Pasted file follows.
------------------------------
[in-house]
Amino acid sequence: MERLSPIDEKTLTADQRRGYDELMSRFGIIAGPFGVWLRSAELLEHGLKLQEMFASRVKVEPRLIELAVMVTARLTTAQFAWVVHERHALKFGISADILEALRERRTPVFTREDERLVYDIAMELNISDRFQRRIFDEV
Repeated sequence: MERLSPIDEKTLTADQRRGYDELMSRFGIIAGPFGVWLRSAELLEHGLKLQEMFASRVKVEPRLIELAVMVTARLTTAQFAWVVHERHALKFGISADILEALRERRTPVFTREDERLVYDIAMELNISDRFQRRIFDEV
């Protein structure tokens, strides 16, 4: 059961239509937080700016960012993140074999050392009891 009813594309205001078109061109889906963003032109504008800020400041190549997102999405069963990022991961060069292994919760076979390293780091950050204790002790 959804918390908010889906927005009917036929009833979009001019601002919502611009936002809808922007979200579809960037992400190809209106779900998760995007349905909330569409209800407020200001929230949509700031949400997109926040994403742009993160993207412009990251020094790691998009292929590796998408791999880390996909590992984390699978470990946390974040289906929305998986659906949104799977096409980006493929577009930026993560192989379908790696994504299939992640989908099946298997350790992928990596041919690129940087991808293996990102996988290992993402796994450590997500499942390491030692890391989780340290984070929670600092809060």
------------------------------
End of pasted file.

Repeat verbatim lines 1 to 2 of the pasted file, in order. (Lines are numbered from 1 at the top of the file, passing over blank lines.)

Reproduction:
[in-house]
Amino acid sequence: MERLSPIDEKTLTADQRRGYDELMSRFGIIAGPFGVWLRSAELLEHGLKLQEMFASRVKVEPRLIELAVMVTARLTTAQFAWVVHERHALKFGISADILEALRERRTPVFTREDERLVYDIAMELNISDRFQRRIFDEV